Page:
I’m still working on a method of ‘building’ a painting. Now that I’ve done the background work, I’ve taken photos of the whole, and of the sections which are more interesting, and I’ve started to work on a set of drawings from the photos, so that I’m basically drawing the shapes of the drips and paint spreading marks on the canvas. It’s quite an exciting process, I’m finding. I think my aim is to help me to get to know the painting better. As it’s 15′ long, and a curved surface, it’s not so easy to take it all in properly. Drawing helps me to concentrate on what’s actually on the canvas. I would like the final layer of painting to be sympathetic to what’s gone on underneath, and these drawings will help me to keep a record of what happened ( I intend to paint most of it out), and to work forms on the surface which reflect, echo, resonate with the original marks. It’s reminding me of the work that Ingrid Calame does with her sheets of mylar, meticulously copying the signs of human occupation in the contemporary world. I like the thought of a cartographic relevance to my work, though I have a lot of thinking and working out to do to develop that into anything tangible in my practice.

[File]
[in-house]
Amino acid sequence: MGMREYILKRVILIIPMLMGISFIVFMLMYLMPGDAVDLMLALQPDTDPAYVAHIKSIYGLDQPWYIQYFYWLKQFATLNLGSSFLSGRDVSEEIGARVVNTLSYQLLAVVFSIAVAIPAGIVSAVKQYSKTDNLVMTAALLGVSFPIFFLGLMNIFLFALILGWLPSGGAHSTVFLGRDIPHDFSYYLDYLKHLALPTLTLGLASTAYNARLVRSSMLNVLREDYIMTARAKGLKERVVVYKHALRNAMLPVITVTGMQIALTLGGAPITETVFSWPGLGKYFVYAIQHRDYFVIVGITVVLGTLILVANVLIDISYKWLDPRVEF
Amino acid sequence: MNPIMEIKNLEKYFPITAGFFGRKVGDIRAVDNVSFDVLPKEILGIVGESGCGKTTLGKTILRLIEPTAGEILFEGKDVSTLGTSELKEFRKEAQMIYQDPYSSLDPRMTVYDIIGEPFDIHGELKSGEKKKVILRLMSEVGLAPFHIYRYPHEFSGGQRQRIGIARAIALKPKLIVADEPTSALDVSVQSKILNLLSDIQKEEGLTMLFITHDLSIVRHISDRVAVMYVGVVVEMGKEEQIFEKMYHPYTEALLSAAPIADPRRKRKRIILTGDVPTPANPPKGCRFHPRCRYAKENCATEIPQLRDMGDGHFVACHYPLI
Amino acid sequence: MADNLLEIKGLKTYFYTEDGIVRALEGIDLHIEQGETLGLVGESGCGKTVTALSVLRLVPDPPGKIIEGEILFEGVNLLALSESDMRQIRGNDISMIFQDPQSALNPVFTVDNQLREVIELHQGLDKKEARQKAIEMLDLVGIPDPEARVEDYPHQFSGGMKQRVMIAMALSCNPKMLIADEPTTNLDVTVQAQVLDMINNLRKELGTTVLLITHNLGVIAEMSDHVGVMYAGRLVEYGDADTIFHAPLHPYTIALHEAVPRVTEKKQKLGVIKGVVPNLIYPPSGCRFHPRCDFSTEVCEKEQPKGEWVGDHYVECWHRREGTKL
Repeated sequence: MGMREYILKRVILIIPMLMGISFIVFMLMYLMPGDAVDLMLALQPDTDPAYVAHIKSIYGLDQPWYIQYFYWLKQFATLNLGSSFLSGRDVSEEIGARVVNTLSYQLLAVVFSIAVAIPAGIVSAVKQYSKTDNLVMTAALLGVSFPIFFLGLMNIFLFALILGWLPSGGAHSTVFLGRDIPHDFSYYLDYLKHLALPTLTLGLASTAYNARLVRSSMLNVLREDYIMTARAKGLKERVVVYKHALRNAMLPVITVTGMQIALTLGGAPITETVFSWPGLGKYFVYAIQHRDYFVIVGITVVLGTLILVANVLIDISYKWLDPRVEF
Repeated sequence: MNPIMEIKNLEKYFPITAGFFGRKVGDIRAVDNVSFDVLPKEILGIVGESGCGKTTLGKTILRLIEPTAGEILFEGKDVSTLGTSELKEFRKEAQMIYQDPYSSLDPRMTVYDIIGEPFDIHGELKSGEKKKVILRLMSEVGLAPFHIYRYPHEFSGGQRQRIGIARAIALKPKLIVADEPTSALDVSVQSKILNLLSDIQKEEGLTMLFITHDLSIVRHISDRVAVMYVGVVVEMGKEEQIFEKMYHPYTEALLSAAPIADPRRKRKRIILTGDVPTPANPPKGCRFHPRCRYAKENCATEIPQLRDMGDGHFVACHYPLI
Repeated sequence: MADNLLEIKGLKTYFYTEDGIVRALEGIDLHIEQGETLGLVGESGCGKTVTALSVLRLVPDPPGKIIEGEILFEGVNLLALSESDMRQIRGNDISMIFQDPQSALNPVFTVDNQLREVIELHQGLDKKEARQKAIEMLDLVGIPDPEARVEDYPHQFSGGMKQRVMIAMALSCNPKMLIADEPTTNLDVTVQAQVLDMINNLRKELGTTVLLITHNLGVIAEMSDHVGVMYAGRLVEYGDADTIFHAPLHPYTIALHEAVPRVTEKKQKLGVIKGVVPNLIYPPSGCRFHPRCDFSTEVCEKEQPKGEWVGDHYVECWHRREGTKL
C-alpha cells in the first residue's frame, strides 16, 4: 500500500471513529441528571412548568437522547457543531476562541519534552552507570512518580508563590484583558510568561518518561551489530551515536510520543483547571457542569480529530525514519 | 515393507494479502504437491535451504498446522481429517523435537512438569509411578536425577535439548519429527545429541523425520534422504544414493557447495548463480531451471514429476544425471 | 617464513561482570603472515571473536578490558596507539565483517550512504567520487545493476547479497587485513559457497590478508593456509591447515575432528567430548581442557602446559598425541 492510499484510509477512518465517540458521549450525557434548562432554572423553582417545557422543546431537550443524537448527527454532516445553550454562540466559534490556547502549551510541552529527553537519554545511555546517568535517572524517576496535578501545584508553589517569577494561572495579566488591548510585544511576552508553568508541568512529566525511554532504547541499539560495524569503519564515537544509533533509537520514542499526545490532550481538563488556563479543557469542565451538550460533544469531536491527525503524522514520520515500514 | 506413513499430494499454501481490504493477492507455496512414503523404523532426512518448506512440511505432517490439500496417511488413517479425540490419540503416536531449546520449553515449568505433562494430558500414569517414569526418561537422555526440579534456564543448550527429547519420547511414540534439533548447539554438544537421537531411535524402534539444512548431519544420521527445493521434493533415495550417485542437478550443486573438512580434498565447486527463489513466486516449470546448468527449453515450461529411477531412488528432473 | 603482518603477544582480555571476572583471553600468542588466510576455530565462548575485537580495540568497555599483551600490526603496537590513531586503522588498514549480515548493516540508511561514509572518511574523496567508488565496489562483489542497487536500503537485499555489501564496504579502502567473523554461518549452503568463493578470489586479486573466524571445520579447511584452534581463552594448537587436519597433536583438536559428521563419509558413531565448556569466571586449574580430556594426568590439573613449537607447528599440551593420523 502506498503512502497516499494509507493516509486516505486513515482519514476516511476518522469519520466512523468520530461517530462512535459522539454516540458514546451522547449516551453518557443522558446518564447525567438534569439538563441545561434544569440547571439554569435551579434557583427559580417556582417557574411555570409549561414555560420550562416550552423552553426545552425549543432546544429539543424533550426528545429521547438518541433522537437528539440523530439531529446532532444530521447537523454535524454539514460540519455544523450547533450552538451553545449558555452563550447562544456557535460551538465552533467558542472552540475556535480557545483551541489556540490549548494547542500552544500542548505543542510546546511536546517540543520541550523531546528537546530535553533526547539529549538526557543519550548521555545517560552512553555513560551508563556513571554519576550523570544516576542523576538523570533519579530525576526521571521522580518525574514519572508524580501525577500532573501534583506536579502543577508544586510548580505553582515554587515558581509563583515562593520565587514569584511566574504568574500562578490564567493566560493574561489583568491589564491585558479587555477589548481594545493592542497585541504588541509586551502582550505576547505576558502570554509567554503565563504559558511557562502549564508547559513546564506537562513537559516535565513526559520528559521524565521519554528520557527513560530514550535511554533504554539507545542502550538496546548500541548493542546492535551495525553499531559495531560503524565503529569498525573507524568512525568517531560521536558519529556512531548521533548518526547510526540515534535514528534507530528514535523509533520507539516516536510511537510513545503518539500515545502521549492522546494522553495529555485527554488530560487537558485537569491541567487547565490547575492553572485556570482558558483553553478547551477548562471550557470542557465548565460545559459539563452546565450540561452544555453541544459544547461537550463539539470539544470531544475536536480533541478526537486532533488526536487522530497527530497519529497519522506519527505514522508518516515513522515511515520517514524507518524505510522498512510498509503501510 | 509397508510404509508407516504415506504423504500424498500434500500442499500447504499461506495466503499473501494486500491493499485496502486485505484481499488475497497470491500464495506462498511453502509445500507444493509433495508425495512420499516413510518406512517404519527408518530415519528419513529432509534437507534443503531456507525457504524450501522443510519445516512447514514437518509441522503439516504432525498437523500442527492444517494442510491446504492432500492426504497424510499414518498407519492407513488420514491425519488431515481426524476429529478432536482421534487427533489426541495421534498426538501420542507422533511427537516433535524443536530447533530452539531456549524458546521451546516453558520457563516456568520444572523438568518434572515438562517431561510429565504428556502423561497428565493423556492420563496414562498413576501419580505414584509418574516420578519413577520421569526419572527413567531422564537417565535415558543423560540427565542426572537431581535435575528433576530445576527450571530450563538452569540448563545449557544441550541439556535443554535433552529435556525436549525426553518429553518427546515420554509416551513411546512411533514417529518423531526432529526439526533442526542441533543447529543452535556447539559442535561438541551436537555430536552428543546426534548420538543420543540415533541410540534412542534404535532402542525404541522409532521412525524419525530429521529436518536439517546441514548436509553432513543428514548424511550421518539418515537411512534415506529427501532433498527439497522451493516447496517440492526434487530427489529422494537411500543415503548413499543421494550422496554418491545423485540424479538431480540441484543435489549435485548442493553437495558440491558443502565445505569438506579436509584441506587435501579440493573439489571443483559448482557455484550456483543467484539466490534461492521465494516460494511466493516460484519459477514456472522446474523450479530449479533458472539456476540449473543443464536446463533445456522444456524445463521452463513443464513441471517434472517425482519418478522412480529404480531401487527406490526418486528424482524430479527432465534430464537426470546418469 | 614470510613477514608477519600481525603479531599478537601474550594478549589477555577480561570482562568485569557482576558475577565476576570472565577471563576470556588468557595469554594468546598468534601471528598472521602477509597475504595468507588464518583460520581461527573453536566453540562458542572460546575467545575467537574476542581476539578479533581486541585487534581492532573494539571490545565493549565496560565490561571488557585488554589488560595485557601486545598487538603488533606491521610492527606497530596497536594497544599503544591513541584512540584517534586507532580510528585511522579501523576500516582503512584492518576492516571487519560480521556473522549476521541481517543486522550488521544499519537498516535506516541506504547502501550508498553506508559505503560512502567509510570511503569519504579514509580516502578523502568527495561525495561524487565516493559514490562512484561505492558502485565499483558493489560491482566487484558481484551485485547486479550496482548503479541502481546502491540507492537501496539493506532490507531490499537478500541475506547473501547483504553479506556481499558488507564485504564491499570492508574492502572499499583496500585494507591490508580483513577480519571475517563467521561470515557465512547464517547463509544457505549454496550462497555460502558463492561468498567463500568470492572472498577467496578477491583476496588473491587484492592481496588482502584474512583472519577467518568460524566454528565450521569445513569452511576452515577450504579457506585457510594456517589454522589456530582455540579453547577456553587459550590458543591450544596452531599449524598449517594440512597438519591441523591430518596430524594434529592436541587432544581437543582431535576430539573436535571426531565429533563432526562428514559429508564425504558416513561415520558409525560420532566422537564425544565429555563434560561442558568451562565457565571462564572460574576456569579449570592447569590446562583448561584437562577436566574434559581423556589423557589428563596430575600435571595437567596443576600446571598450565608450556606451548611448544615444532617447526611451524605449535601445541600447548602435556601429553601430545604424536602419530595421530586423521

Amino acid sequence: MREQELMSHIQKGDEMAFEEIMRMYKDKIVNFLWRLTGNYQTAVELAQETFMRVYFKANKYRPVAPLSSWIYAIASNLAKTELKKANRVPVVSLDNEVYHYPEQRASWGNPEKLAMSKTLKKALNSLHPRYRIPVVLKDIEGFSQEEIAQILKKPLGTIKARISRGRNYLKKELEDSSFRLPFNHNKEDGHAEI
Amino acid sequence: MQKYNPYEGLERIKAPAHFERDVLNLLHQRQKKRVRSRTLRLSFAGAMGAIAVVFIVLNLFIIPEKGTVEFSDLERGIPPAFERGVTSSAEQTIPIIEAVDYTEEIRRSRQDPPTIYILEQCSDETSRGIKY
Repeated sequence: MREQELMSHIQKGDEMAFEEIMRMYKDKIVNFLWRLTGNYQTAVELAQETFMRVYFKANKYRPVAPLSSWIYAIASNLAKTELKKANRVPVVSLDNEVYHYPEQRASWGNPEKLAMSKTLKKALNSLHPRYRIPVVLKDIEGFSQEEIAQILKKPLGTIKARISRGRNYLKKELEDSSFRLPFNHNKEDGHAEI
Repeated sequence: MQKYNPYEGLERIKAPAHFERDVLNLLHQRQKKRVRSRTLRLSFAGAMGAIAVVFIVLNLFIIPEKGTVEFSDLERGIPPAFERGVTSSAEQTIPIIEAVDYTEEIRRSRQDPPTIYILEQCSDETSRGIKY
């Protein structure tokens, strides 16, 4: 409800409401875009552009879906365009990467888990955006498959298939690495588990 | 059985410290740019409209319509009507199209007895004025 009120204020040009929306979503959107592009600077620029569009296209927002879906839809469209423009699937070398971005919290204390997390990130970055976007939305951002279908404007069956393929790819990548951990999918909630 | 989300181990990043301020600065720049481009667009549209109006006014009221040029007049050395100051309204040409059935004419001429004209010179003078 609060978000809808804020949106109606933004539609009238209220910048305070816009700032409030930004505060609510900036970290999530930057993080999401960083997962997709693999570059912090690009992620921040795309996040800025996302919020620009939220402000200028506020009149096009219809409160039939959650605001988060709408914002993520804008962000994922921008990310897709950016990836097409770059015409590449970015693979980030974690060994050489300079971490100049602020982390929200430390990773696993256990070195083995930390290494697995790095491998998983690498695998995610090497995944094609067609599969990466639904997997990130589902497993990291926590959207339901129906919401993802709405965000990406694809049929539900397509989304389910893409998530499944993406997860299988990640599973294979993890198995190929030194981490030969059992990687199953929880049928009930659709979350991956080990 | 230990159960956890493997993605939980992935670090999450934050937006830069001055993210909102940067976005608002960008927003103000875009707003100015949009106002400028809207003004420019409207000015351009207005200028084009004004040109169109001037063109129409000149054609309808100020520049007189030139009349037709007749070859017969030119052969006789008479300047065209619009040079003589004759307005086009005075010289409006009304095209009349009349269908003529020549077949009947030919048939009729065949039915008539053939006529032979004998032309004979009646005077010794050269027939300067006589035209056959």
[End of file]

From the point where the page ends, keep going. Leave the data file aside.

I have a layer of landscape information to put on to the canvas surface, once the gesso layer has done it’s job of making the underpainting hazy, or ghostly. The landscape information comes from sketches that I made while I was walking on the site I’ve chosen. This is an important part of my practice, to physically walk on the landscape and take in the feel of it. I make quite a few rough sketches as I’m walking to record what linear movement I’m seeing, and then back in the studio I develop abstract drawings from them. For this particular project I’ve only made one A2 drawing so far, but I’m also working on a couple of A1 pencil drawings, abstract of course, using combinations of the same visual information. I hope to use a simplified version of a small sketch or possibly two, to make the main focus of the work on this final piece that’s for the degree shoe. Although it may not end up being the main focus. As the structure I’m painting on comes apart into three sections, I shall soon be working on each section individually, as there isn’t enough room in the college corridor for me to paint seriously there, and there isn’t room in my studio space at college to paint the whole thing as one unit. I like the challenge of this. And it seems appropriate for there to be three parts as the impetus for this piece comes from thinking about the word ‘resonance’, a resonance with the Mesolithic people that once occupied Star Carr, specifically through the vehicle of myth and story. Three sections point to narrative, to beginning, middle and end, so it’s all good.